A fascinating insight into Britain’s industrial past as evidenced by its buildings, richly illustrated with intricate line drawings.
Architecture historian and artist Hubert Pragnell offers an engaging insight into Britain’s industrial heritage through its historical industrial buildings. The book takes a catholic view of its subject, going far beyond the mills and machine houses of the Industrial Revolution. It looks at the power stations and monumental bridges of Britain, including the buildings and engineering projects associated with the distribution of manufactured goods – docks, canals, railways and warehouses.
From forges and furnaces to the architecture of the Railway Age, temples of mass production and dock and harbour buildings, Industrial Britain tells the story of development at a fascinating period in Britain’s history. Buildings across the country are featured, from pottery kilns in Stoke- on-Trent to windmills in Norfolk and oust houses in Kent. Battersea Power station rubs shoulders with the Iron Bridge and New Lanark sits alongside Millennium Mills.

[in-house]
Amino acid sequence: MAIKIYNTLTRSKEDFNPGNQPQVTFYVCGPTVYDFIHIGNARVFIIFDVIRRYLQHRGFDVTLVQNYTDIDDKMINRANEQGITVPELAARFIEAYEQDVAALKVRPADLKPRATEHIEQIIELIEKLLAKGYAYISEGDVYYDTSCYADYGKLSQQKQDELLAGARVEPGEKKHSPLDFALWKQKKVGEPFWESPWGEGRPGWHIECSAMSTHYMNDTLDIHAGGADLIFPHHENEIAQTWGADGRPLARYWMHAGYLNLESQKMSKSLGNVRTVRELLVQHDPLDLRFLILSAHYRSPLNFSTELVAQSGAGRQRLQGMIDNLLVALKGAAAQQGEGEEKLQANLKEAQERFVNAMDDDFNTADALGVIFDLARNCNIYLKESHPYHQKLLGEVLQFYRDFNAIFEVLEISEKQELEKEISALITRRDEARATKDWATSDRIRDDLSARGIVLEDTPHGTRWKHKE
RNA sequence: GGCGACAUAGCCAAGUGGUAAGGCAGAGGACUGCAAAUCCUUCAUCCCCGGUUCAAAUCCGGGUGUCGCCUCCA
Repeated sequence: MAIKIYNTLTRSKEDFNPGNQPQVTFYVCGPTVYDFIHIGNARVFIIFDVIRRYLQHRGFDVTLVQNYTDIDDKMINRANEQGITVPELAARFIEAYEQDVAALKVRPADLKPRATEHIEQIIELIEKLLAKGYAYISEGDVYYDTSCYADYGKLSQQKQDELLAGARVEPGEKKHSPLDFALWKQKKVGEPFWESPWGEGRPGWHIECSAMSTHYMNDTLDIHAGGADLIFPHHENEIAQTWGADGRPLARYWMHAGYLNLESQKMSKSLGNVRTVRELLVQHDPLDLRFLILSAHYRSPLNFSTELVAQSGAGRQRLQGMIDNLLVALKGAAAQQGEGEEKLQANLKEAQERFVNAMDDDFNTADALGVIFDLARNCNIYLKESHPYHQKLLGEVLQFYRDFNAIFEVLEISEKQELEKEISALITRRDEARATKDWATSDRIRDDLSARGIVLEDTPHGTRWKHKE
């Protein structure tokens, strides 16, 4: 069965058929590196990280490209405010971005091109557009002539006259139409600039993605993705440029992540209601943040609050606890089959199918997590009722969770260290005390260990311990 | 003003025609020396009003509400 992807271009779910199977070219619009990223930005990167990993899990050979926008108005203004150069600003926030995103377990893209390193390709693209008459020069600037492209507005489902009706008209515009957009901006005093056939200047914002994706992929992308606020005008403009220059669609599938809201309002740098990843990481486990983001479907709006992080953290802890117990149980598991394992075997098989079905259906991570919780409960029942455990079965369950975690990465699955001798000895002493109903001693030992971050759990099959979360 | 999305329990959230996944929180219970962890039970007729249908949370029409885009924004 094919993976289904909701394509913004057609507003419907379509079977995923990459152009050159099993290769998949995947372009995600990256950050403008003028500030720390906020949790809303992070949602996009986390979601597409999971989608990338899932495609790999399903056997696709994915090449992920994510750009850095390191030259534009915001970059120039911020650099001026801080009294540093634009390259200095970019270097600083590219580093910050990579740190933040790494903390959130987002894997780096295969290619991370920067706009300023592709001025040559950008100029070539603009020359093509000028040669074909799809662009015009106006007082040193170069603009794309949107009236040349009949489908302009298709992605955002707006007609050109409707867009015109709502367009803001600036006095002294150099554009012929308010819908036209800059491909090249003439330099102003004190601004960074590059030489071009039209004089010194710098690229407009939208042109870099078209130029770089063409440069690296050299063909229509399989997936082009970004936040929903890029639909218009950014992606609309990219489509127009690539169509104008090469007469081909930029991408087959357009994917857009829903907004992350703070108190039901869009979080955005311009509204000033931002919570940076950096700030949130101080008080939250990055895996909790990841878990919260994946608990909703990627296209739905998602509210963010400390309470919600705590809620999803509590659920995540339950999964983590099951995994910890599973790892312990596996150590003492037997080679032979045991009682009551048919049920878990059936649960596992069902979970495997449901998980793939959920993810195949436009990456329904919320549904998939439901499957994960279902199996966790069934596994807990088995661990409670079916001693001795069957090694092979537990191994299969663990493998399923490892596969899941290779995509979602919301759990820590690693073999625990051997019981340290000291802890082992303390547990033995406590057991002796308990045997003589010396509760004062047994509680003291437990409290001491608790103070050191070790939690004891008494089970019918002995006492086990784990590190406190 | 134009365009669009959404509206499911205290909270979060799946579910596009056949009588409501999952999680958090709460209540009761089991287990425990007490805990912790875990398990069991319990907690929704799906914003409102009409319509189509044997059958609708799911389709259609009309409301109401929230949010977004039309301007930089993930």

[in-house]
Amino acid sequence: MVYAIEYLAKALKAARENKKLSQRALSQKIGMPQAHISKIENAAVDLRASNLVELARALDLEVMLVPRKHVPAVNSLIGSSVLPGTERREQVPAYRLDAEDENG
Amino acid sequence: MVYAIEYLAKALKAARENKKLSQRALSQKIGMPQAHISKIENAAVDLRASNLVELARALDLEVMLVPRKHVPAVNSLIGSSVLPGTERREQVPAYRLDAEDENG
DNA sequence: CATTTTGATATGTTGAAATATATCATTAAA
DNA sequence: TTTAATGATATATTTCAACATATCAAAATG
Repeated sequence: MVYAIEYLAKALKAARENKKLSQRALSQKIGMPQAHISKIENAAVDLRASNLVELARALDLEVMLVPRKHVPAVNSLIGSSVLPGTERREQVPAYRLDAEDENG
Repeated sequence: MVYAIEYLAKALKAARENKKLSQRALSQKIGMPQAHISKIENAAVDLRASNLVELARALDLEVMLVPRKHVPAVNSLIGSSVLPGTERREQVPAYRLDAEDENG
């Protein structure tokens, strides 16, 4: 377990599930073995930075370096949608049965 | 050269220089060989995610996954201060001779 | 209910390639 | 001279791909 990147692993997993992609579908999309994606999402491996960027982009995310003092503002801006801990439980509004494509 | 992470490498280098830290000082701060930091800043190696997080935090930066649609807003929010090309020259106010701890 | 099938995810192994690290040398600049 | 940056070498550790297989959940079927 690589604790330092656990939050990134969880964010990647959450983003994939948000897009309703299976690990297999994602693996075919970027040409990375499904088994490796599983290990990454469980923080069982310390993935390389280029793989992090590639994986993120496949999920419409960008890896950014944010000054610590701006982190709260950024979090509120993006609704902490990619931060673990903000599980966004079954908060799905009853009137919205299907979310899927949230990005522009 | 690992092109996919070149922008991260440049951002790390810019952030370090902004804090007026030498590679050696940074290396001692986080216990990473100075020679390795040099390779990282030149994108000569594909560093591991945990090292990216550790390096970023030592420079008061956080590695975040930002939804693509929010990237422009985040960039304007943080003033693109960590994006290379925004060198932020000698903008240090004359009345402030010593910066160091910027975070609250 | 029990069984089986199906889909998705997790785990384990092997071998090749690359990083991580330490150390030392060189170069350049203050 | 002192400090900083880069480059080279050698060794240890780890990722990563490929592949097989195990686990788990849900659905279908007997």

It’s also a story of industry’s ultimate decline. As manufacturing has been increasingly supplanted by services in contemporary Britain, new uses have been found for at least some of the country’s great industrial buildings. Not least as containers for art and heritage, such as the Bankside Power Station (Tate Modern) and Saltair Mills (Salts Mill). Other buildings featured are still used as originally intended today, such as King’s Cross Station and Smithfield Market in London and the Shepherd Neame brewery in Faversham.
Illustrated throughout with over 200 original line drawings, Industrial Britain is a celebration of industrial architecture and its enduring legacy.
Hubert Pragnell studied Fine Art at Goldsmiths College and the Ruskin School of Drawing at Oxford. He taught art at the Kings School, Canterbury and is the author of several books on architecture. He lives in Canterbury, Kent.
TitleIndustrial Britain: An architectural history